Can I lose Parental Responsibility for my children?
What is Parental Responsibility (PR)
Parental Responsibility (PR) means all the rights, duties, powers, responsibilities and authority that a parent of a child has in relation to the child (section 3(1), Children Act 1989 (CA 1989)). This could include making decisions about the child’s accommodation, education and medical treatment.
If a child’s parents are married or in a civil partnership with each other when the child is born, both of them automatically have PR (section 2(1), CA 1989).
If the parents are not married or in a civil partnership with each other when the child is born, only the mother automatically has PR.
The father can acquire PR if he:-
- Is registered as the child’s father on the child’s birth certificate;
- marries the mother or enters into a civil partnership with her;
- enters into a PR agreement with the mother;
- obtains a court order giving him PR;
- becomes the child’s guardian; or
- adopts the child.
Discharging of parental responsibility
In the English law there is no provision for a mother’s PR to be discharged.
There is disparity in the law with regards to married and unmarried fathers and their PR.
PR that is acquired by virtue of a father being married to the child’s mother when the child is born (under section 2 of the CA 1989) cannot be extinguished, whereas an unmarried father’s PR can be.
An unmarried father can lose PR if:-
- the child is adopted;
- a court decides to terminate the PR because an application for discharging the PR has been made;
- a court cancels a special order that gave you PR.
Someone with PR for the child or the child itself can apply to discharge PR, in these circumstances.
Applications to discharge PR are the exception rather than the norm and are only ordered when it is necessary to protect the child and family from serious emotional and physical harm.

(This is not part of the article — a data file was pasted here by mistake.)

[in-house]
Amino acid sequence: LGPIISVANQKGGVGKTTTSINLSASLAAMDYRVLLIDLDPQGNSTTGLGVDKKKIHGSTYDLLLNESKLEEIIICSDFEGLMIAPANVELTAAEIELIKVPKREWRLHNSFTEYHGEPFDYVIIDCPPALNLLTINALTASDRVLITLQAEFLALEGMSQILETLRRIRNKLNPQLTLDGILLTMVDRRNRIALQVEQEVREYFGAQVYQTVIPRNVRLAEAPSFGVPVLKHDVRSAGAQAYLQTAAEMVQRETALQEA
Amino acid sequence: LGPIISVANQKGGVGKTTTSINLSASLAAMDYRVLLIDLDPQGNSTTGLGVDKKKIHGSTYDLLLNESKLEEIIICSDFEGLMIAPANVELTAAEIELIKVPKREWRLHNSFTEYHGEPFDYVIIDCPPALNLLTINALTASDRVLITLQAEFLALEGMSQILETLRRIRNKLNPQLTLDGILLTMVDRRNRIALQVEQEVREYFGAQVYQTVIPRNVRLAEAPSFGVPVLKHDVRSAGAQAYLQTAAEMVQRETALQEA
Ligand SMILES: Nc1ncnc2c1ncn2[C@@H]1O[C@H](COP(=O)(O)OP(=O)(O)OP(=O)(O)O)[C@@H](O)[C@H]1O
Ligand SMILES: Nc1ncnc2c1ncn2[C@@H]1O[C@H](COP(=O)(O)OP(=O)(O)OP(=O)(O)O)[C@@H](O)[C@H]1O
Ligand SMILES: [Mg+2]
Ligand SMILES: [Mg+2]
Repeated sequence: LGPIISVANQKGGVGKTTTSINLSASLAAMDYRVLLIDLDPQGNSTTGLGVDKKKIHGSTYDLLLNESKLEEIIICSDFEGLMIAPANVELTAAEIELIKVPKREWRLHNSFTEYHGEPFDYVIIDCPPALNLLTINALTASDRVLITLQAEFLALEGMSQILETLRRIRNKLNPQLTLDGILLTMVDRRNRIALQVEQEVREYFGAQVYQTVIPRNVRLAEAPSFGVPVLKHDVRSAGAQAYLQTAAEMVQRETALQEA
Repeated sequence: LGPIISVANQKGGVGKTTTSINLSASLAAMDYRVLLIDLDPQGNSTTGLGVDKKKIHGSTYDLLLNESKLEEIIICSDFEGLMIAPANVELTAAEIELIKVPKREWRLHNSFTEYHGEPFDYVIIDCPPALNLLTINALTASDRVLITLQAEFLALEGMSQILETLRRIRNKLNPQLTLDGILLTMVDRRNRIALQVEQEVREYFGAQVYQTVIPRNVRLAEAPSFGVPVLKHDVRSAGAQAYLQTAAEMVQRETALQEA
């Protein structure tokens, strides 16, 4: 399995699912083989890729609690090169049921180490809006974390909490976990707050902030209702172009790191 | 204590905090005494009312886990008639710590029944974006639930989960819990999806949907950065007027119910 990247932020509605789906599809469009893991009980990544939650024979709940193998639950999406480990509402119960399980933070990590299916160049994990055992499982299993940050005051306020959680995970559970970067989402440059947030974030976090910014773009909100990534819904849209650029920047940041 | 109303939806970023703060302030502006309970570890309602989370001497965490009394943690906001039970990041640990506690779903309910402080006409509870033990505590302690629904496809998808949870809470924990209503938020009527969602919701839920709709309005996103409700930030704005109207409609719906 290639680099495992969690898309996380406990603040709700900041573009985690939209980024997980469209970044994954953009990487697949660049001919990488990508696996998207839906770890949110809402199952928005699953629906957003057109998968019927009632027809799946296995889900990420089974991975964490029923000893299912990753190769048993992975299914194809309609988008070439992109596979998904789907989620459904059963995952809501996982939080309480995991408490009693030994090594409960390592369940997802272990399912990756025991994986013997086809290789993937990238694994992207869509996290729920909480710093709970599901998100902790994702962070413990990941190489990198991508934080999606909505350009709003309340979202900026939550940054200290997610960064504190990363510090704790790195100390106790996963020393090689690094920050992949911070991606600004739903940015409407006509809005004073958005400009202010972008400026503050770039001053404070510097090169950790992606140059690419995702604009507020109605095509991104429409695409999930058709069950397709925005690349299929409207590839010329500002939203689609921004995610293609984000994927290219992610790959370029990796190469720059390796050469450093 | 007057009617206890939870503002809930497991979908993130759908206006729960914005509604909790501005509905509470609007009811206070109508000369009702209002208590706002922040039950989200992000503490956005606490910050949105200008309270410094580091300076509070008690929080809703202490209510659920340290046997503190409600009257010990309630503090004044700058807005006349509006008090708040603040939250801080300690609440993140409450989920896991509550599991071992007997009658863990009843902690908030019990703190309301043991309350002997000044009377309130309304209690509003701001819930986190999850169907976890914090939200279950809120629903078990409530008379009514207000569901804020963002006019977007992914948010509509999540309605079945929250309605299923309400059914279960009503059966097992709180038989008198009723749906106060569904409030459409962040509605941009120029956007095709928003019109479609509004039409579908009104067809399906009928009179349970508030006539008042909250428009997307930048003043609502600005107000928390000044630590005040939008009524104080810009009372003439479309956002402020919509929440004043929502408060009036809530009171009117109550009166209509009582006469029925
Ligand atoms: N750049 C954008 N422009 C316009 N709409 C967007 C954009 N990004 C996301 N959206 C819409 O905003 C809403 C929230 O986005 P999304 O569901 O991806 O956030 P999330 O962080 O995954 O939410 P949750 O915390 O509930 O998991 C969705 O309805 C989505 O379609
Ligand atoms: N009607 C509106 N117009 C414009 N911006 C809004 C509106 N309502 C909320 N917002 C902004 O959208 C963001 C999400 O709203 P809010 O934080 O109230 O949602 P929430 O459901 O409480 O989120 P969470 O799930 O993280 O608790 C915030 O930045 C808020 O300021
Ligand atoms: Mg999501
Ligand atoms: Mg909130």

The disparity between married and unmarried fathers and PR is demonstrated in the recent case of F v M (Rev1)  EWFC 5 where findings were made of coercive and controlling behaviour by the father, who was described as a ‘profoundly dangerous young man’. The father automatically had PR for his children as he was married to their mother, when the children were born.
He was considered so dangerous to the children, the only exposure he was permitted to them was one letter to the children per year. The general consensus was that if the father had acquired PR but he wasn’t married at the time of the birth, then it should be revoked.
The Judge in this case expressed his discomfort about the anomaly between married and unmarried fathers and PR, but accepted that the children could be protected by the use of certain court orders.
He said, although the “legal status of a married father remains intact…it can be stripped of any potency to reach into the lives of the mother and children… thus adversely impacting his ability to affect the welfare of either”.
Ultimately, it is important to note that PR is very important and whether you automatically acquire it or need to take active steps to do so, it is something that each and every parent should have for all of their individual children.
Should you have any doubt over whether you have PR for your children or not, please get in touch for expert advice.